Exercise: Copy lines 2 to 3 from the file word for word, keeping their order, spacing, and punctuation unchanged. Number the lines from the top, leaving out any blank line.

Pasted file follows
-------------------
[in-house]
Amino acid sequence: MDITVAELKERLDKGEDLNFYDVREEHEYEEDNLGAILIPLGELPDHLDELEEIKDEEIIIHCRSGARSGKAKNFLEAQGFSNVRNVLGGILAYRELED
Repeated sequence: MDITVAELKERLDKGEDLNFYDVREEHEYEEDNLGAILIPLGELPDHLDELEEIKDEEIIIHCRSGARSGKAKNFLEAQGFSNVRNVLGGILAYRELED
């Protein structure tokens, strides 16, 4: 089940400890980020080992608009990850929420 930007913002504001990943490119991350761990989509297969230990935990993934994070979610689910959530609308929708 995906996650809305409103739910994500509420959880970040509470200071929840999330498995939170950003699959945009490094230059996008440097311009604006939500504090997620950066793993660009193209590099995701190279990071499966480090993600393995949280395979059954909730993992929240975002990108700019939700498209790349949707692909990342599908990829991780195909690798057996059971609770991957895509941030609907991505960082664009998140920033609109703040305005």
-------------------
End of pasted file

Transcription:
Amino acid sequence: MDITVAELKERLDKGEDLNFYDVREEHEYEEDNLGAILIPLGELPDHLDELEEIKDEEIIIHCRSGARSGKAKNFLEAQGFSNVRNVLGGILAYRELED
Repeated sequence: MDITVAELKERLDKGEDLNFYDVREEHEYEEDNLGAILIPLGELPDHLDELEEIKDEEIIIHCRSGARSGKAKNFLEAQGFSNVRNVLGGILAYRELED